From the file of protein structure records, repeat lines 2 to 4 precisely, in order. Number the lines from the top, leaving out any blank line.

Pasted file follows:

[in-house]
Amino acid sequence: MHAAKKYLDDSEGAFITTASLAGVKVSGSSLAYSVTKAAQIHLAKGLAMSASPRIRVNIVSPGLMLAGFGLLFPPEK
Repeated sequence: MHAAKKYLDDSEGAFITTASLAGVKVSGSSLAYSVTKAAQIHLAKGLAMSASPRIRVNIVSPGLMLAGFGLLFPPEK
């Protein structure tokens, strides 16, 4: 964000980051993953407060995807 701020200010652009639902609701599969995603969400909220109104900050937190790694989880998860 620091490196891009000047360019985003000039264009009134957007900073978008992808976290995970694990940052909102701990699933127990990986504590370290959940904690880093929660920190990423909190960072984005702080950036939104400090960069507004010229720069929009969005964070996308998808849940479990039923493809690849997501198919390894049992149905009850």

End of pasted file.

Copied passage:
Amino acid sequence: MHAAKKYLDDSEGAFITTASLAGVKVSGSSLAYSVTKAAQIHLAKGLAMSASPRIRVNIVSPGLMLAGFGLLFPPEK
Repeated sequence: MHAAKKYLDDSEGAFITTASLAGVKVSGSSLAYSVTKAAQIHLAKGLAMSASPRIRVNIVSPGLMLAGFGLLFPPEK
């Protein structure tokens, strides 16, 4: 964000980051993953407060995807 701020200010652009639902609701599969995603969400909220109104900050937190790694989880998860 620091490196891009000047360019985003000039264009009134957007900073978008992808976290995970694990940052909102701990699933127990990986504590370290959940904690880093929660920190990423909190960072984005702080950036939104400090960069507004010229720069929009969005964070996308998808849940479990039923493809690849997501198919390894049992149905009850």